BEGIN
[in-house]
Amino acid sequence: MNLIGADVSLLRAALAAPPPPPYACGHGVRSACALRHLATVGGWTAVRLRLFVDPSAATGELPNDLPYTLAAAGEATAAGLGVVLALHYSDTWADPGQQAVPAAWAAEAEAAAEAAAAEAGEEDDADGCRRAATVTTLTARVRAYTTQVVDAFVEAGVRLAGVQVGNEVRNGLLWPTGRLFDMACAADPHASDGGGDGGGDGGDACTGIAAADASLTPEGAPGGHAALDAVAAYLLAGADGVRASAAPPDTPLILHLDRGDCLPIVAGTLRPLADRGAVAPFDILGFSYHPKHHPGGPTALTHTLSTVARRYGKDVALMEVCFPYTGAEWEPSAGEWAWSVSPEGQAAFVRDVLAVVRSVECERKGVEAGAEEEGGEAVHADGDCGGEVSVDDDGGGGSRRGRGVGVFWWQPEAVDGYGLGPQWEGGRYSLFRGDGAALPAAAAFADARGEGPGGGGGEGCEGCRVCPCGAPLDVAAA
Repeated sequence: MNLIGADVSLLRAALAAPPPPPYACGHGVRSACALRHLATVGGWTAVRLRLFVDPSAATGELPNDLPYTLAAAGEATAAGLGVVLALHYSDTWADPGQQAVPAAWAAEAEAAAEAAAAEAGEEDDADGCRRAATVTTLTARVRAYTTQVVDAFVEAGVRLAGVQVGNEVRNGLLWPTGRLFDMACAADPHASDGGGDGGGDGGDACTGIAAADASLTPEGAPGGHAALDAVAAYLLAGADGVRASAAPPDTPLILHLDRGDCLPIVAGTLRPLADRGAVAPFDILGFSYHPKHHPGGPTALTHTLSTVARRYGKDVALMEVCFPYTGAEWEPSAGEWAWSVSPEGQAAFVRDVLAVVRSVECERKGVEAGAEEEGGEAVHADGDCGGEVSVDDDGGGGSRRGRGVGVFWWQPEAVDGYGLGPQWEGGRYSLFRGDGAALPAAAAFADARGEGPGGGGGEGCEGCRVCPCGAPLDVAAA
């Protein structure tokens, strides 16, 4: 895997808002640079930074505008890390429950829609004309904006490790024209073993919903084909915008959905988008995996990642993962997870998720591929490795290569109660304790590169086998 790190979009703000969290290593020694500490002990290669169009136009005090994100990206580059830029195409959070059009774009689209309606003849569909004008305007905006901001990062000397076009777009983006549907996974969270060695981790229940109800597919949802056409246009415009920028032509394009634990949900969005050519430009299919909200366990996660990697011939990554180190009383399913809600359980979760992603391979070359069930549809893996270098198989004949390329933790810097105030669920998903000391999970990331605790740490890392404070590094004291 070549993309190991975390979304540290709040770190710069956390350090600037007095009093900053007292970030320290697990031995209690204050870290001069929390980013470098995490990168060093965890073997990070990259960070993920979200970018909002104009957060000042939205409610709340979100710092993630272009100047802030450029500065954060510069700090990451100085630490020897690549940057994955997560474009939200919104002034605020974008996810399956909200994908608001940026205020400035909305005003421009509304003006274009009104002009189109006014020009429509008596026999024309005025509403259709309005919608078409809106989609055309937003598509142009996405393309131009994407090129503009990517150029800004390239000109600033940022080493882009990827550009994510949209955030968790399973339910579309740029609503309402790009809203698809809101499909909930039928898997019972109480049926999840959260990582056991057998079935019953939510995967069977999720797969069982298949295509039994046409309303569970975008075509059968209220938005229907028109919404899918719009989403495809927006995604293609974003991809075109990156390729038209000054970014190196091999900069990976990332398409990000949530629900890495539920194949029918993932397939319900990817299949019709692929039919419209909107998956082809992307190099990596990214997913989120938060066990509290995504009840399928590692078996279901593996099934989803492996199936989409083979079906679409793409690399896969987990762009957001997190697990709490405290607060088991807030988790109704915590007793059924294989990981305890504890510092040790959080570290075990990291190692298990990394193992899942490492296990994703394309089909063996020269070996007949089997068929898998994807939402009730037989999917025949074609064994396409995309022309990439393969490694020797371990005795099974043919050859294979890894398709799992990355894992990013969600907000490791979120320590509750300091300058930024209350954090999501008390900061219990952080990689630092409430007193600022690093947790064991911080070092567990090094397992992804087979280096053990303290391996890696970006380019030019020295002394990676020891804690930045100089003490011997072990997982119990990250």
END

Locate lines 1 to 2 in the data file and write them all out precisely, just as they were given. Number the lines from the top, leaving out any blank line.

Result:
[in-house]
Amino acid sequence: MNLIGADVSLLRAALAAPPPPPYACGHGVRSACALRHLATVGGWTAVRLRLFVDPSAATGELPNDLPYTLAAAGEATAAGLGVVLALHYSDTWADPGQQAVPAAWAAEAEAAAEAAAAEAGEEDDADGCRRAATVTTLTARVRAYTTQVVDAFVEAGVRLAGVQVGNEVRNGLLWPTGRLFDMACAADPHASDGGGDGGGDGGDACTGIAAADASLTPEGAPGGHAALDAVAAYLLAGADGVRASAAPPDTPLILHLDRGDCLPIVAGTLRPLADRGAVAPFDILGFSYHPKHHPGGPTALTHTLSTVARRYGKDVALMEVCFPYTGAEWEPSAGEWAWSVSPEGQAAFVRDVLAVVRSVECERKGVEAGAEEEGGEAVHADGDCGGEVSVDDDGGGGSRRGRGVGVFWWQPEAVDGYGLGPQWEGGRYSLFRGDGAALPAAAAFADARGEGPGGGGGEGCEGCRVCPCGAPLDVAAA